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Central Heating Pump - Does it Require Own Circuit?
by md81544 • Fri 24 Dec 2010 09:53

So I've currently got a central heating water pump running off a regular socket. It's a temporary thing (the heating has just been installed), so it's not permanently wired in yet.

Someone said to me the other day that they thought it was illegal not to have the pump on its own circuit back to the breaker board.

Anyone know if this is the case? It would be so much easier to wire it in permanently to the existing circuit, and I'd be happy with that, but I'd rather not if it breaks regulations or gives the insurance company a get-out if we ever have a claim...

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md81544
17
Jul 2009
Re: Central Heating Pump - Does it Require Own Circuit?
by RobertArthur • Fri 24 Dec 2010 10:39

Your question: is the chauffage central a so called circuit specialisé, yes or no. And therefore needs a separate circuit, originating from your consumer unit, your tabléau électrique and have its own disjoncteur. Let's take a look at the regular suspects in the French NF C 15-100 electrical code.

1. Circuits spécialisés avec prise de courant: lave-linge, lave-vaiselle, sèche-linge, four, congélateur.
2. Cuisinière.
3. Volets roulants.
4. VMC, VMR (ventilation system).
5. Chauffe-eau.
6. Convecteurs, radiateurs, accumulateurs, panneaux radiants (electric heating).
7. Circuits d'avertissement tarifaire, fils pilote etc. Example: your relay for day/night tariff, the wiring for the contacteur jour/nuit.
8. Electricity in a separate building.
9. Other appliances outside (automatic gate).

So to conclude:
I don't see any reference in the NF electrical code obliging you to start drilling holes, breaking away bricks and plaster, and do some additional wiring. The electrical connection is a standard prise de courant, a regular socket. The chauffage central and its electrical pump are not in this list of circuits specialisés. You are free to do it, but that is something for a complete make-over. Or if you would prefer to be on the safe side, keep your central heating running, not disturbed by possible malfunctioning devices connected to the same circuit. Installing a heatpump would of course be something for a raccordement specialisé. Minor technial point: if you were to have your internet/network running on a powerline adapter, the electric pump sometimes interferes with your sensitive high-frequency signals in the circuit involved. Result: signal degradation.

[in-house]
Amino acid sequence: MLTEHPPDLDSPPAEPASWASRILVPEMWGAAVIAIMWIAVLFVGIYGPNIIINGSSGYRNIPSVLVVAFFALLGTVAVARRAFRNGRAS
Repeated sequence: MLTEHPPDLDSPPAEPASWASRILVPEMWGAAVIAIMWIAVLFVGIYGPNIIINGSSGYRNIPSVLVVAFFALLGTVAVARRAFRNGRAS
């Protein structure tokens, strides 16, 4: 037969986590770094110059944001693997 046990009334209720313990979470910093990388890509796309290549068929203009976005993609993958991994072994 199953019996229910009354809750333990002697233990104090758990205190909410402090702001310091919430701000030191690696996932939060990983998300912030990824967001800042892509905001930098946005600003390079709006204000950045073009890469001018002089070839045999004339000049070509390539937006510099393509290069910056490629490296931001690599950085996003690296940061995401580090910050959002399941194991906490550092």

Second point: only if the Consuel were to come along to control your new, or totally renovated installation, you would run the risk of getting in touch with authorities, to check what you've done. Taking note of the condition of many existing installations électriques here in rural France, probably half of France would run the risk of doing illegal things and being sent to prison.

Third point: new regulations appear. Speed limit of 30 km, where you were driving 50 km last week. Can you be sentenced for speeding last week? No. So although newer versions and updates of the electrical code make their appearance every year, this does not imply that having an older installation électrique makes you an offender, a criminal of some sort, and that you have to stay away from the gendarmerie and their possible roadblocks.